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Union of Progressive Zionists

The Union of Progressive Zionists (UPZ) was a North American network of Jewish student activists who have organized around principles of social justice and peace in Israel and Palestine. The UPZ provides guidance, education, and resources to students who seek to contribute a progressive voice into the campus debate concerning Israel and Palestine.

As of January 2007, the Union of Progressive Zionists had chapters at 60 colleges and universities.[1]

In May 2009, the Union of Progressive Zionists affiliated itself with J Street and became J Street U.


The Union of Progressive Zionists was created in the early 2000s by college-age members of Habonim Dror and Hashomer Hatzair, with the support of what was then known as Labor Zionist Alliance (and now Ameinu) and what was then known as Meretz USA (now Partners for Progressive Israel), two US Progressive Zionist organizations. UPZ's first national conference, held in October 2004, drew more than 100 students from 40 schools.[2][3][4]

From its founding, the stated intention of the group was to create a network of student activists who supported Israel and opposed the Israeli occupation of the Palestinian territories but felt alienated by both pro-Israel and pro-Palestinian extremists.[2][3][4]


The Union of Progressive Zionists has brought prominent leftist Israeli politicians to speak on North American campuses, including Yossi Beilin, chairman of the Meretz-Yachad party and one of the architects of the Oslo Accords and the Geneva Accords; Yael Dayan, Deputy Mayor of Tel Aviv-Yafo and an advocate for women's rights and gay rights; Daniel Levy, the lead Israeli drafter of the Geneva Accords. Its speakers have also included prominent Palestinians such as Amjad Atallah, the Palestinian-American legal advisor to the Palestinian negotiating team in peace talks with Israel, and Rafi Dajani, Executive Director of the American Task Force on Palestine.[5]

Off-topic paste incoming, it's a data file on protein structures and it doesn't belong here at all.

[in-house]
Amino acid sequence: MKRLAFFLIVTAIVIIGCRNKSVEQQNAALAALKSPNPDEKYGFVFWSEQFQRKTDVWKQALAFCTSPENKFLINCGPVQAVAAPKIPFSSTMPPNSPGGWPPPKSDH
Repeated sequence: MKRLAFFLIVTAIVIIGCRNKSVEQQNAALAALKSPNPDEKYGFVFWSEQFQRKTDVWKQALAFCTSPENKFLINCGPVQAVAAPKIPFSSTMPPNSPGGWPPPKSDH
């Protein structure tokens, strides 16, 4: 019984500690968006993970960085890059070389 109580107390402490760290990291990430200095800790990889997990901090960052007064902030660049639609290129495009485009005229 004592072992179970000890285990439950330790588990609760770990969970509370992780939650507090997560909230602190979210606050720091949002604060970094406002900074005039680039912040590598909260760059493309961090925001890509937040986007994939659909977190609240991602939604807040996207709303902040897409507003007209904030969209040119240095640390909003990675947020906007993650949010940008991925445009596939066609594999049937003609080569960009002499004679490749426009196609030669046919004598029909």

Controversy within the Israel On Campus CoalitionEdit

In late 2006 and early 2007, the campus activities of the Union of Progressive Zionists created a stir within the Israel On Campus Coalition, an organization that seeks to promote a "pro-active pro-Israel agenda on campus," of which the UPZ was a member. [J Street U, the successor to UPZ, still works with the IOCC.] Some of the coalition's more conservative members, such as the mainstream American Jewish Congress (AJCongress) and the small right-wing group Zionist Organization of America (ZOA), criticized the UPZ for sponsoring speeches by members of an Israeli organization, Breaking the Silence, former soldiers who speak out against human rights abuses they have witnessed in the Israeli-occupied West Bank and Gaza Strip.[1][6][7][8][9][10]

In December 2006, the ZOA called for the Israel On Campus Coalition to expel the Union of Progressive Zionists. Although the coalition's steering committee voted 9–0 against expulsion in January 2007, the issue resulted in a debate among major Zionist organizations. The Jewish National Fund joined the ZOA in demanding that the UPZ to end its relationship with Breaking the Silence (but not in calling for the group's exclusion from the coalition), and the World Zionist Organization supported the UPZ, as did a group of 100 academics from Israel. The AJCongress threatened to quit the coalition out of dissatisfaction with the decision to allow the UPZ to remain.[1][6][7][8][9][10]

See alsoEdit


  1. ^ a b c Spence, Rebecca (January 19, 2007). "Campus Coalition Split Over Progressive Union". The Forward. Retrieved July 21, 2016.
  2. ^ a b Porter, Ethan (August 13, 2004). "Progressive Zionists Go Back to School". The Forward. Retrieved July 21, 2016.
  3. ^ a b Pomerance, Rachel (October 26, 2004). "New Campus Group Gives Voice to 'Progressive' Zionist Students". Jewish Telegraphic Agency. Retrieved July 21, 2016.
  4. ^ a b Lightman, Naomi (November 2004). "Progressive Campus Zionists Unite in New Group". Canadian Jewish News. Archived from the original on May 5, 2007. Retrieved July 21, 2016.
  5. ^ Previous Events Archived June 25, 2007, at the Wayback Machine, Union of Progressive Zionists.
  6. ^ a b Paul, Ari (January 4, 2007). "Zionist Vs. Zionist". The American Prospect. Retrieved July 21, 2016.
  7. ^ a b Harris, Ben (January 24, 2007). "Focus on Issues Group That Criticized Israel to Stay". Jewish Telegraphic Agency. Retrieved July 21, 2016.
  8. ^ a b Spence, Rebecca (January 26, 2007). "Coalition Votes Not To Toss Liberal Zionists". The Forward. Retrieved July 21, 2016.
  9. ^ a b Spence, Rebecca (February 2, 2007). "Groups Flip Flop as Controversy Over Liberal Zionists Continues". The Forward. Retrieved July 21, 2016.
  10. ^ a b Zeller, Shawn (February 12, 2007). "U.S. Zionist Groups Facing Potential Rift". CQ Weekly.